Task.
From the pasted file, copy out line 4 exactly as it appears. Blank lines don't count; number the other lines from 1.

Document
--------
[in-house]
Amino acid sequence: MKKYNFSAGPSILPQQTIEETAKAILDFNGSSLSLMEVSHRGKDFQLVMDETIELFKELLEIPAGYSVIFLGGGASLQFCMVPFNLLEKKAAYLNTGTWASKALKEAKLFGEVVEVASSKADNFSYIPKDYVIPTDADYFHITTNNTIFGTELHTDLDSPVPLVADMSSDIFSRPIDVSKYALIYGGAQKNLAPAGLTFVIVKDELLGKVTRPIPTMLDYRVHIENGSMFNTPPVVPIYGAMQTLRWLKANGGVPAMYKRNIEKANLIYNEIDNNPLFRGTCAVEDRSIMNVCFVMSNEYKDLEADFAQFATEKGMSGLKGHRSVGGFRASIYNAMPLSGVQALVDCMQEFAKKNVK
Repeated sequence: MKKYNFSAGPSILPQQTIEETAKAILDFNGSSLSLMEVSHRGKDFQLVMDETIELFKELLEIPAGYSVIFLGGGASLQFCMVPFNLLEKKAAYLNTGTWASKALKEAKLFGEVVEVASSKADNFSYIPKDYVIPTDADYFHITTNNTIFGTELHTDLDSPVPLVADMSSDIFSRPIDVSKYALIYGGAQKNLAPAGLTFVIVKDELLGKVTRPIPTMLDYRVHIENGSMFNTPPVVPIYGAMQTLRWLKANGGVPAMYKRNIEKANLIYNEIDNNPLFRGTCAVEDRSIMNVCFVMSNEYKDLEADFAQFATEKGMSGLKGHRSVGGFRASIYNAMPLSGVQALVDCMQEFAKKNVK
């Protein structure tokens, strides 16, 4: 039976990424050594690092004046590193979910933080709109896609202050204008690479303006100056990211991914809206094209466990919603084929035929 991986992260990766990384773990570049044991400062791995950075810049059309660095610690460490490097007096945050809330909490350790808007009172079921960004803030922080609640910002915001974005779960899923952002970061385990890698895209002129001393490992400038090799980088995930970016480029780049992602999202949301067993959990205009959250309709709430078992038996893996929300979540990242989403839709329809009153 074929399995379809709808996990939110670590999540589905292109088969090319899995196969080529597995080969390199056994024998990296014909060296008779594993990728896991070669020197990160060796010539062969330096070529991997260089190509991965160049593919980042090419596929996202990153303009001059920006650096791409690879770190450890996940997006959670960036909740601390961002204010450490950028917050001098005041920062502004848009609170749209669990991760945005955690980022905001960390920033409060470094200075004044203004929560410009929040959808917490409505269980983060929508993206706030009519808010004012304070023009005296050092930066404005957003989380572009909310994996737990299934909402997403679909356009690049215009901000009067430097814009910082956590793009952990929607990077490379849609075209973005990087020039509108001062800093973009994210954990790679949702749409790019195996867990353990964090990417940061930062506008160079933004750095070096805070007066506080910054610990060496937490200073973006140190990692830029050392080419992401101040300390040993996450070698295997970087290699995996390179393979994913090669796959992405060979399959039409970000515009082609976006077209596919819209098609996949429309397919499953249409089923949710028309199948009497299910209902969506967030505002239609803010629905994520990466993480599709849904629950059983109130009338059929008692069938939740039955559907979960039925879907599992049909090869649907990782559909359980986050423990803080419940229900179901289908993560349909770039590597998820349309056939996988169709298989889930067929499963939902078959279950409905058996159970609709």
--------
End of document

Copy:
């Protein structure tokens, strides 16, 4: 039976990424050594690092004046590193979910933080709109896609202050204008690479303006100056990211991914809206094209466990919603084929035929 991986992260990766990384773990570049044991400062791995950075810049059309660095610690460490490097007096945050809330909490350790808007009172079921960004803030922080609640910002915001974005779960899923952002970061385990890698895209002129001393490992400038090799980088995930970016480029780049992602999202949301067993959990205009959250309709709430078992038996893996929300979540990242989403839709329809009153 074929399995379809709808996990939110670590999540589905292109088969090319899995196969080529597995080969390199056994024998990296014909060296008779594993990728896991070669020197990160060796010539062969330096070529991997260089190509991965160049593919980042090419596929996202990153303009001059920006650096791409690879770190450890996940997006959670960036909740601390961002204010450490950028917050001098005041920062502004848009609170749209669990991760945005955690980022905001960390920033409060470094200075004044203004929560410009929040959808917490409505269980983060929508993206706030009519808010004012304070023009005296050092930066404005957003989380572009909310994996737990299934909402997403679909356009690049215009901000009067430097814009910082956590793009952990929607990077490379849609075209973005990087020039509108001062800093973009994210954990790679949702749409790019195996867990353990964090990417940061930062506008160079933004750095070096805070007066506080910054610990060496937490200073973006140190990692830029050392080419992401101040300390040993996450070698295997970087290699995996390179393979994913090669796959992405060979399959039409970000515009082609976006077209596919819209098609996949429309397919499953249409089923949710028309199948009497299910209902969506967030505002239609803010629905994520990466993480599709849904629950059983109130009338059929008692069938939740039955559907979960039925879907599992049909090869649907990782559909359980986050423990803080419940229900179901289908993560349909770039590597998820349309056939996988169709298989889930067929499963939902078959279950409905058996159970609709």